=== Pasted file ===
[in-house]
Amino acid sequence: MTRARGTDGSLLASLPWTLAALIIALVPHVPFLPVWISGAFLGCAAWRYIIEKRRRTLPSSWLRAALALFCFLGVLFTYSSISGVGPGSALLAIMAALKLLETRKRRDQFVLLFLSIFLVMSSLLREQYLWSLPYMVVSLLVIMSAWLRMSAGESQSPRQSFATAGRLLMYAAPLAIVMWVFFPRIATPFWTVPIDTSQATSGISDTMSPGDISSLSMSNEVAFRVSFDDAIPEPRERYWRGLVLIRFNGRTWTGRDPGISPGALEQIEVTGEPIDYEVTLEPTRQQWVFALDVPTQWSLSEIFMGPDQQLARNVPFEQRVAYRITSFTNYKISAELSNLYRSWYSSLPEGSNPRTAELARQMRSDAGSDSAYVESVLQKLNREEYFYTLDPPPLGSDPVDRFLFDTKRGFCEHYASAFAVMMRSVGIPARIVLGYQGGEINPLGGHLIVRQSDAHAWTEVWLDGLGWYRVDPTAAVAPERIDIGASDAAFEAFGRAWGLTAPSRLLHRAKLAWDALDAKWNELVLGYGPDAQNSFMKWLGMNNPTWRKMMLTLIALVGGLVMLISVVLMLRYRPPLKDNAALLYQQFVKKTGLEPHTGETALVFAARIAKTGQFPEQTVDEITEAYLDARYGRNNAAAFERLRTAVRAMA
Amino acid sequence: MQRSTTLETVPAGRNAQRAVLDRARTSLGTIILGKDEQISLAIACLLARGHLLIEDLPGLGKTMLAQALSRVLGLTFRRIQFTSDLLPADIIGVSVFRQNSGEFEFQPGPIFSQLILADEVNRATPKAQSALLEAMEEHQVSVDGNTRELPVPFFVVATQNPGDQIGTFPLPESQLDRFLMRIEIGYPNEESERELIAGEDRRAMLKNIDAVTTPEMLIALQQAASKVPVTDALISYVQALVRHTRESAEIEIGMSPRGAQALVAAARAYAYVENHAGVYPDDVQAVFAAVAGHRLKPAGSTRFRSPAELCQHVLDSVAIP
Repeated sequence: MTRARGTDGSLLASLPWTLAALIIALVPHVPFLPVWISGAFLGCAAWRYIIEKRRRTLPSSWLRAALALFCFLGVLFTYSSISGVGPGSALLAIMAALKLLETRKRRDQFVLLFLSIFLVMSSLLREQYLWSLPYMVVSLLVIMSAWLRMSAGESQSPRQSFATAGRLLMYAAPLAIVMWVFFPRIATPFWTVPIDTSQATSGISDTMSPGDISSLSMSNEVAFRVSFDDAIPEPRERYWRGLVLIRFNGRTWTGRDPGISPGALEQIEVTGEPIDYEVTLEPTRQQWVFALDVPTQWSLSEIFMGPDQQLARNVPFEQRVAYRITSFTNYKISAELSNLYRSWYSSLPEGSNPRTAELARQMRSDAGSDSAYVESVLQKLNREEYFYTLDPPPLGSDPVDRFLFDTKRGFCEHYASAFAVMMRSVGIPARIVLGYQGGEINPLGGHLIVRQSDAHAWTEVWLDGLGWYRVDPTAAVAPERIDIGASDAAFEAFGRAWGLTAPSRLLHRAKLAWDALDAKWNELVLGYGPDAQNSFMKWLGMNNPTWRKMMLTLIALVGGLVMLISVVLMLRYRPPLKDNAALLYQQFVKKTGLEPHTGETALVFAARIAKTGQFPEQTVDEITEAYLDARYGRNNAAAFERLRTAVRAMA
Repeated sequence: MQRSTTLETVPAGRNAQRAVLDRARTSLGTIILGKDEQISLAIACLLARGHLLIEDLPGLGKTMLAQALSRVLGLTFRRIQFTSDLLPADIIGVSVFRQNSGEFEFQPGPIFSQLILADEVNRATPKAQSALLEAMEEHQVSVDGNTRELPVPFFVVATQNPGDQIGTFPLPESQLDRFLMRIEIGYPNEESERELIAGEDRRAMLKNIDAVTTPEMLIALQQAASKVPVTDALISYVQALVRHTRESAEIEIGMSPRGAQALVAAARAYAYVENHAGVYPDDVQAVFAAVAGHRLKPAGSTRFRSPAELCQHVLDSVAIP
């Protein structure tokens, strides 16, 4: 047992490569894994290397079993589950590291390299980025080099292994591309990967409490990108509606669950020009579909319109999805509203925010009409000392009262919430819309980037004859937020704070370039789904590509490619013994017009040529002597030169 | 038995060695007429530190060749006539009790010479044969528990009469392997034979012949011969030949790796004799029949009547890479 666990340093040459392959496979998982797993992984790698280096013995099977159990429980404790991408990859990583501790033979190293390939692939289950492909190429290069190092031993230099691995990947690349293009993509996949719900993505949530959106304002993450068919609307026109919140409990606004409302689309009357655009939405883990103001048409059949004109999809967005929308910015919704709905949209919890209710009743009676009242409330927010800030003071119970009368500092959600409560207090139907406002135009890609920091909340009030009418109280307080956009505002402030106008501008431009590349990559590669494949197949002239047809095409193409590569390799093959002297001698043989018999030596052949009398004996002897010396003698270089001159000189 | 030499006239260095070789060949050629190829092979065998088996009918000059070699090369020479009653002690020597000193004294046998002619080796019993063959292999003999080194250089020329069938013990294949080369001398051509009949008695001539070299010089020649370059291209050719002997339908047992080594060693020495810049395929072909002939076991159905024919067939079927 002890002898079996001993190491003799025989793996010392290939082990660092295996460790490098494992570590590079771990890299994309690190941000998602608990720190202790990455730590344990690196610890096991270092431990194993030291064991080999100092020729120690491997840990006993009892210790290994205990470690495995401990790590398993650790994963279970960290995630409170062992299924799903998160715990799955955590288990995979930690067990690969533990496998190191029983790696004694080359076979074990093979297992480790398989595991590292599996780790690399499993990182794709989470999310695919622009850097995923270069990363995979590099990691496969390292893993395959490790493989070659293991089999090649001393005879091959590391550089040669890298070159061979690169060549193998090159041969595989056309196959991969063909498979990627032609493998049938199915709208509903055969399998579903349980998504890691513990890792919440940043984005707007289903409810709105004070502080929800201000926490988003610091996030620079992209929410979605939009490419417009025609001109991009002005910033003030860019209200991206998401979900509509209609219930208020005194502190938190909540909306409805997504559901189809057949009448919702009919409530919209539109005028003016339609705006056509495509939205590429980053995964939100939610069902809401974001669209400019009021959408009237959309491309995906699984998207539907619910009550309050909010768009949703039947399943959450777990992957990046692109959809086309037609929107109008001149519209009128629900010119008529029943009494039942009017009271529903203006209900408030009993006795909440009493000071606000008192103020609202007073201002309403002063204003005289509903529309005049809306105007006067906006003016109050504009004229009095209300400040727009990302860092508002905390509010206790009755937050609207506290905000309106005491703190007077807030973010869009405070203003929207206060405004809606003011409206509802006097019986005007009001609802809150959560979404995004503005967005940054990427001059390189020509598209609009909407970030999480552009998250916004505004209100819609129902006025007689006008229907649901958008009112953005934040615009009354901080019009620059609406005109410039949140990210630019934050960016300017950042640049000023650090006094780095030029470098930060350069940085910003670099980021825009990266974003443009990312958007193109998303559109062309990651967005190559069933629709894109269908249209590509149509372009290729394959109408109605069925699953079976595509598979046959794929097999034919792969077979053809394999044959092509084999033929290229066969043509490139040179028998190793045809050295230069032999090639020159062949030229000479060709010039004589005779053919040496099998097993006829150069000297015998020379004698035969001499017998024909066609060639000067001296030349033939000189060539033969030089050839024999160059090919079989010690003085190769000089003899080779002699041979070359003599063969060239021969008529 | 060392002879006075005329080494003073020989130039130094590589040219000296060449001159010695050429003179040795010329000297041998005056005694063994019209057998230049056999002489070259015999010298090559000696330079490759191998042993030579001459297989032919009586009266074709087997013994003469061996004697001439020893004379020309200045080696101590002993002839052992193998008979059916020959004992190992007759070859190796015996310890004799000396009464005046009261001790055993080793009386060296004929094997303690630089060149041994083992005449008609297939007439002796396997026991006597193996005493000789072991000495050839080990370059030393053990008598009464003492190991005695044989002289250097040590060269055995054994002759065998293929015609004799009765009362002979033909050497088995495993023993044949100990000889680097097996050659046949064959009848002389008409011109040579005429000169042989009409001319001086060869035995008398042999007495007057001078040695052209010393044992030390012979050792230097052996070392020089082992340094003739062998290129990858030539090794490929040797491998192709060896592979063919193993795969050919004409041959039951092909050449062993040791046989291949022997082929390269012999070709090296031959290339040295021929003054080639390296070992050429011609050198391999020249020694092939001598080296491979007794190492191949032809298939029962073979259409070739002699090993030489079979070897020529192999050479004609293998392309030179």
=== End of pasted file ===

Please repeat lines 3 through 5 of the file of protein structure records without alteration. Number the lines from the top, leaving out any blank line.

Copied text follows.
Amino acid sequence: MQRSTTLETVPAGRNAQRAVLDRARTSLGTIILGKDEQISLAIACLLARGHLLIEDLPGLGKTMLAQALSRVLGLTFRRIQFTSDLLPADIIGVSVFRQNSGEFEFQPGPIFSQLILADEVNRATPKAQSALLEAMEEHQVSVDGNTRELPVPFFVVATQNPGDQIGTFPLPESQLDRFLMRIEIGYPNEESERELIAGEDRRAMLKNIDAVTTPEMLIALQQAASKVPVTDALISYVQALVRHTRESAEIEIGMSPRGAQALVAAARAYAYVENHAGVYPDDVQAVFAAVAGHRLKPAGSTRFRSPAELCQHVLDSVAIP
Repeated sequence: MTRARGTDGSLLASLPWTLAALIIALVPHVPFLPVWISGAFLGCAAWRYIIEKRRRTLPSSWLRAALALFCFLGVLFTYSSISGVGPGSALLAIMAALKLLETRKRRDQFVLLFLSIFLVMSSLLREQYLWSLPYMVVSLLVIMSAWLRMSAGESQSPRQSFATAGRLLMYAAPLAIVMWVFFPRIATPFWTVPIDTSQATSGISDTMSPGDISSLSMSNEVAFRVSFDDAIPEPRERYWRGLVLIRFNGRTWTGRDPGISPGALEQIEVTGEPIDYEVTLEPTRQQWVFALDVPTQWSLSEIFMGPDQQLARNVPFEQRVAYRITSFTNYKISAELSNLYRSWYSSLPEGSNPRTAELARQMRSDAGSDSAYVESVLQKLNREEYFYTLDPPPLGSDPVDRFLFDTKRGFCEHYASAFAVMMRSVGIPARIVLGYQGGEINPLGGHLIVRQSDAHAWTEVWLDGLGWYRVDPTAAVAPERIDIGASDAAFEAFGRAWGLTAPSRLLHRAKLAWDALDAKWNELVLGYGPDAQNSFMKWLGMNNPTWRKMMLTLIALVGGLVMLISVVLMLRYRPPLKDNAALLYQQFVKKTGLEPHTGETALVFAARIAKTGQFPEQTVDEITEAYLDARYGRNNAAAFERLRTAVRAMA
Repeated sequence: MQRSTTLETVPAGRNAQRAVLDRARTSLGTIILGKDEQISLAIACLLARGHLLIEDLPGLGKTMLAQALSRVLGLTFRRIQFTSDLLPADIIGVSVFRQNSGEFEFQPGPIFSQLILADEVNRATPKAQSALLEAMEEHQVSVDGNTRELPVPFFVVATQNPGDQIGTFPLPESQLDRFLMRIEIGYPNEESERELIAGEDRRAMLKNIDAVTTPEMLIALQQAASKVPVTDALISYVQALVRHTRESAEIEIGMSPRGAQALVAAARAYAYVENHAGVYPDDVQAVFAAVAGHRLKPAGSTRFRSPAELCQHVLDSVAIP